Important step forward in stem cell therapy for rare bowel disease

27 Jun 2024, 11:15 a.m.

Stem cell therapy

A new study led by researchers at UCL Great Ormond Street Institute of Child Health (UCL GOS ICH) and the Centre for Stem Cell Biology, University of Sheffield, has demonstrated the potential of stem cell therapy to treat those with Hirschsprung disease.

Hirschsprung disease is a rare condition where some nerve cells are missing in the large intestine. This means the intestine doesn’t contract and can’t move stool and therefore can become blocked. This can cause constipation and sometimes lead to a serious bowel infection called enterocolitis.

Around 1 in 5000 babies are born with Hirschsprung disease. The condition is usually picked up soon after birth and treated with surgery as soon as possible however patients frequently suffer debilitating, lifelong symptoms, with multiple surgical procedures often required.

Alternative treatment options are therefore crucial. One option that has been explored by researchers involves using stem cell therapy to generate nerve cell precursors, which then produce the missing nerves in the intestine of those with Hirschsprung disease after transplantation. This in turn should improve the intestine’s functionality.

However, this procedure has not been carried out on tissue donated by people with Hirschsprung disease until now.

A focus on collaboration

The research was a collaborative effort between researchers at UCL GOS ICH and the University of Sheffield which began in 2017.

The Sheffield researchers focused on the production and analysis of nerve precursors from stem cells. These were then passed to the UCL GOS ICH team, which prepared the gut tissue, undertook the transplantation and maintenance of the tissue and then tested the function of the tissue segments.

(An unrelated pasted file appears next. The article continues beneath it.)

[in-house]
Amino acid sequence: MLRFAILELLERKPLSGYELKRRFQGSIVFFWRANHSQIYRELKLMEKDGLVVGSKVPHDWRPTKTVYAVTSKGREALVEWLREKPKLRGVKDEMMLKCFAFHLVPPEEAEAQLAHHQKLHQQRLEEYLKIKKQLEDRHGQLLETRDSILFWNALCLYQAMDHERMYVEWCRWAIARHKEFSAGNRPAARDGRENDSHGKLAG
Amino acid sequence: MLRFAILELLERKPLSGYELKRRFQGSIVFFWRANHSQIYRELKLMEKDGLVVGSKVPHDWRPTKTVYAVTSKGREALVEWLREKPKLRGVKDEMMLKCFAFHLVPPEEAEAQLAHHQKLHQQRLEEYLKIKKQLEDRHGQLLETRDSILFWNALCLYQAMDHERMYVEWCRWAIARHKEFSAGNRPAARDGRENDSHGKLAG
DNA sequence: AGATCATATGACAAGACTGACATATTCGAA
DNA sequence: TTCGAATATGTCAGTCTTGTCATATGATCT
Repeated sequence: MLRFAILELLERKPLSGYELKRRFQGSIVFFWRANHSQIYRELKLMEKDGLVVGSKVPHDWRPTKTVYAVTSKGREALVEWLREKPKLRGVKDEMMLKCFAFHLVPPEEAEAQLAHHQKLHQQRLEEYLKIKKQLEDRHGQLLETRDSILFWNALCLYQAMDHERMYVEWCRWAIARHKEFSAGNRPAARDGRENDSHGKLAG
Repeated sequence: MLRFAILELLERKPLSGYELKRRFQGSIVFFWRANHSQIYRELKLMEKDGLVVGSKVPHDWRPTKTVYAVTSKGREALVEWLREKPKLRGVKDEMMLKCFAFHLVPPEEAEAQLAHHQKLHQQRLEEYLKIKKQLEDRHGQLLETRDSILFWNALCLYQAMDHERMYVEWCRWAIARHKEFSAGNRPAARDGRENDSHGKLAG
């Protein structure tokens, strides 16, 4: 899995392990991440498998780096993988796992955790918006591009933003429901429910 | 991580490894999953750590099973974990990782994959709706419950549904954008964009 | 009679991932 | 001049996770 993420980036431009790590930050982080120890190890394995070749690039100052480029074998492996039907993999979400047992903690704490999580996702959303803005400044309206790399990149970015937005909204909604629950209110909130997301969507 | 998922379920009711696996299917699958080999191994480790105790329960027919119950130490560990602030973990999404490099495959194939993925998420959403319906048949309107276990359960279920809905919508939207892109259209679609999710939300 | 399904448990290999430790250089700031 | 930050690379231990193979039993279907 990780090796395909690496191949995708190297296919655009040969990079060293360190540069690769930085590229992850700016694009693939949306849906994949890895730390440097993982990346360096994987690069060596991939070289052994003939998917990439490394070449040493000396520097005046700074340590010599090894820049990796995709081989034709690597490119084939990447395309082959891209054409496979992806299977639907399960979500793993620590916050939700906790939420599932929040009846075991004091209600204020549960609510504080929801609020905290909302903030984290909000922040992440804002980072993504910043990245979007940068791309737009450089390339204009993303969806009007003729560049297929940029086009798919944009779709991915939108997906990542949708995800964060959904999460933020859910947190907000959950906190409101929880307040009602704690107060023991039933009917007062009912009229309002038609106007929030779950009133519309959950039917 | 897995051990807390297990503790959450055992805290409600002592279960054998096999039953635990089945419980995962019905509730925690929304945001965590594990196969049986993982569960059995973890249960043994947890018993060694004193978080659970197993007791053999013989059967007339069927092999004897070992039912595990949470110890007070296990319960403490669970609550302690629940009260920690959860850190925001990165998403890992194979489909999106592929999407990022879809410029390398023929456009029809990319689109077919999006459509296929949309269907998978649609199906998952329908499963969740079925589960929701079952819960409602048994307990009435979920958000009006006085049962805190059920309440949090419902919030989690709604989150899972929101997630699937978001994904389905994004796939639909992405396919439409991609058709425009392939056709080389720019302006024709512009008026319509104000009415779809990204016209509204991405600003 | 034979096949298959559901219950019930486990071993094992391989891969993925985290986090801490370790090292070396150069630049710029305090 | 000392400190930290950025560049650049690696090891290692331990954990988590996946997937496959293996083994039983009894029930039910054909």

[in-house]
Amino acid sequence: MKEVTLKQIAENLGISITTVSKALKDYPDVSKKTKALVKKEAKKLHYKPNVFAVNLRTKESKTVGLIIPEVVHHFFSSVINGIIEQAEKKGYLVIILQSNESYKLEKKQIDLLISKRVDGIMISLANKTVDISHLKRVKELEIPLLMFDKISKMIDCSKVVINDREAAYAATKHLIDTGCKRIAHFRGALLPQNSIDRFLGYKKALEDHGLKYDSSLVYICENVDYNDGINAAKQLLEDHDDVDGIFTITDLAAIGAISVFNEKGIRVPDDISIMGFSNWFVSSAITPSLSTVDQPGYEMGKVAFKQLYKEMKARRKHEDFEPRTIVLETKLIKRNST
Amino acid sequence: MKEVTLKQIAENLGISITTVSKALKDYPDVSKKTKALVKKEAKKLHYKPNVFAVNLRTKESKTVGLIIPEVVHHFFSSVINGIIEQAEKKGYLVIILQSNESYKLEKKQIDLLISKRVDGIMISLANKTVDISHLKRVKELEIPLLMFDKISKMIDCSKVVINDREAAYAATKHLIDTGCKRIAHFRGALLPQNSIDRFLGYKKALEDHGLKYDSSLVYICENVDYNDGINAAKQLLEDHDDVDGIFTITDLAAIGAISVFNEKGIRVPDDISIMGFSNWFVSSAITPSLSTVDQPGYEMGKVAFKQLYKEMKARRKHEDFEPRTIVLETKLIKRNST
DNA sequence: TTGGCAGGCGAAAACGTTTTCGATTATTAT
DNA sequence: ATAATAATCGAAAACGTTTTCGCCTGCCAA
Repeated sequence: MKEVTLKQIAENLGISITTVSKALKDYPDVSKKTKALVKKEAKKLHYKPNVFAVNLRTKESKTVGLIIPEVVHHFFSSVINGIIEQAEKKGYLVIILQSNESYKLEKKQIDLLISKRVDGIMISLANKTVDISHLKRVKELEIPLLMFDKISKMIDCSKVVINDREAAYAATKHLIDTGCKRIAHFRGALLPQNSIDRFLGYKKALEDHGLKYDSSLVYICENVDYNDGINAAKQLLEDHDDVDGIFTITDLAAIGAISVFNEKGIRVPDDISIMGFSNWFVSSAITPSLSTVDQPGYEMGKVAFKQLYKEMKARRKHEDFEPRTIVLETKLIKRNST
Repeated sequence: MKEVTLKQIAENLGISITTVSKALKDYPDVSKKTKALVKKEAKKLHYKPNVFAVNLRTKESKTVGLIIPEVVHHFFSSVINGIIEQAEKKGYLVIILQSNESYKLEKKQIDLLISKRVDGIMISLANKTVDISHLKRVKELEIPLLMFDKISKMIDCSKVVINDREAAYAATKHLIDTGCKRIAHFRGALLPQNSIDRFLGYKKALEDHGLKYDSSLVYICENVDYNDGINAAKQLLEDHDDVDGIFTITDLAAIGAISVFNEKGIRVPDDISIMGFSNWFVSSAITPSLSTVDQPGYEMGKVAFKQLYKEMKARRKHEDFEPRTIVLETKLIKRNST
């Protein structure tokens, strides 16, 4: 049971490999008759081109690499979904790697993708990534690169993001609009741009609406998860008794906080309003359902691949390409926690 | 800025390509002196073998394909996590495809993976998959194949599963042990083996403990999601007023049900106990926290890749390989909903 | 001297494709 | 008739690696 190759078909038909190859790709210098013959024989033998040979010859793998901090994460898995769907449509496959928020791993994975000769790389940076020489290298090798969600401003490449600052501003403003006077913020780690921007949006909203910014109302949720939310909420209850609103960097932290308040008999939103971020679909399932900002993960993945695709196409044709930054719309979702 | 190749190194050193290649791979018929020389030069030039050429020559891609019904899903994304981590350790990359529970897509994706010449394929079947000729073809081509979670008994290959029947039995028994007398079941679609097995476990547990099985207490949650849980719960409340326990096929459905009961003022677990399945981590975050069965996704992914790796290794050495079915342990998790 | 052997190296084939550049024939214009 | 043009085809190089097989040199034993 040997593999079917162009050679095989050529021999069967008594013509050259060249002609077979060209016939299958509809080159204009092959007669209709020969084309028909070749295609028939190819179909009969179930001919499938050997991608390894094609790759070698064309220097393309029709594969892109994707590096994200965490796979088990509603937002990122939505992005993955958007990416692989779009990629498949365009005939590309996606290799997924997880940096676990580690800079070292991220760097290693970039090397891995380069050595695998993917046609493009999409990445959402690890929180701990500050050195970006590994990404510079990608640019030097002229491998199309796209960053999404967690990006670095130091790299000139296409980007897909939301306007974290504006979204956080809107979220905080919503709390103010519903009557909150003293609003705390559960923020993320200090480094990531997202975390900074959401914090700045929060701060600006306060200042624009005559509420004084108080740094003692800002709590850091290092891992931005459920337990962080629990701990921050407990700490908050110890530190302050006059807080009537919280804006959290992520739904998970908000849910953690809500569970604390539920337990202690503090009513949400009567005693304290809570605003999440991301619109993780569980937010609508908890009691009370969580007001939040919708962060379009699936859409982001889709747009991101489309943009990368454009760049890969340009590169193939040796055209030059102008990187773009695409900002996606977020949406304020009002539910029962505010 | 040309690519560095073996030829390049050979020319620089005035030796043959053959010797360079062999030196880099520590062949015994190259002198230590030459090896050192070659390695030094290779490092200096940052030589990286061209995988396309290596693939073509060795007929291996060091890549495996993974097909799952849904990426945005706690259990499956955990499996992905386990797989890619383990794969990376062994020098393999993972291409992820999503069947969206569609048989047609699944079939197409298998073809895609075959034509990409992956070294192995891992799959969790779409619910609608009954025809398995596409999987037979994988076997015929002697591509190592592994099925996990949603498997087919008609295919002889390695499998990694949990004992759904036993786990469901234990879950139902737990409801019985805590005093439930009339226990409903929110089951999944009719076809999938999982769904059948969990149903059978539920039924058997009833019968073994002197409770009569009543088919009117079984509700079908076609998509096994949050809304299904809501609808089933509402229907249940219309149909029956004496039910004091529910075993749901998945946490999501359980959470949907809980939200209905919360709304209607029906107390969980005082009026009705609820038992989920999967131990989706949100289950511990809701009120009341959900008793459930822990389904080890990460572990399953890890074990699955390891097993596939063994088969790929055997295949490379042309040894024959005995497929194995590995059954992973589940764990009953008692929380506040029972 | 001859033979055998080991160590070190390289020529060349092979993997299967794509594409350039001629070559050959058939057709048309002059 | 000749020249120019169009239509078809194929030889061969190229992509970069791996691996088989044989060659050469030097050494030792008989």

The study involved taking tissue samples donated by GOSH patients with Hirschsprung disease as a part of their routine treatment which were then cultured in the lab. The samples were then transplanted with stem cell-derived nerve cell precursors which then developed into the crucial nerve cells within the gut tissue.

Importantly the transplanted gut samples showed increased ability to contract compared to control tissue suggesting improved functionality of the gut in those with the disease.

At GOSH we know collaboration is vital for transforming the health of children and young people as shown through our NIHR GOSH Biomedical Research Centre Paediatric Excellence Initiative, a partnership between GOSH and children's hospitals in Liverpool, Birmingham, Sheffield. Our NIHR Biomedical Research Centre underpins all research at GOSH.

Photo of Conor

Dr Conor McCann

Dr Conor McCann, Principal Investigator at UCL Great Ormond Street Institute of Child Health said:

“This study is a real breakthrough in our cell therapy work for Hirschsprung disease. It really shows the benefit of bringing the expertise of different groups together which will hopefully benefit children and adults living with Hirschsprung disease in the future”.

Dr Anestis Tsakiridis, Principal Investigator at University of Sheffield said:

“This has been a fantastic collaboration, led by two talented early career scientists, Dr Ben Jevans and Fay Cooper. Our findings have laid the foundations for the future development of a cell therapy against Hirschsprung disease and we will continue our efforts to bring this to the clinic in the next few years”.

Photo of Anestsis and Fay in their lab in Sheffield

Anestis and joint author Fay in their lab in Sheffield

Important progress

The results of this study, published in Gut, demonstrate for the first time the potential of stem cell therapy to improve the functionality of the intestine in those with Hirschsprung disease which turn could lead to improved symptoms and better outcomes for individuals with the disease.

Researchers will now be applying for further funding for clinical trials to develop this treatment.

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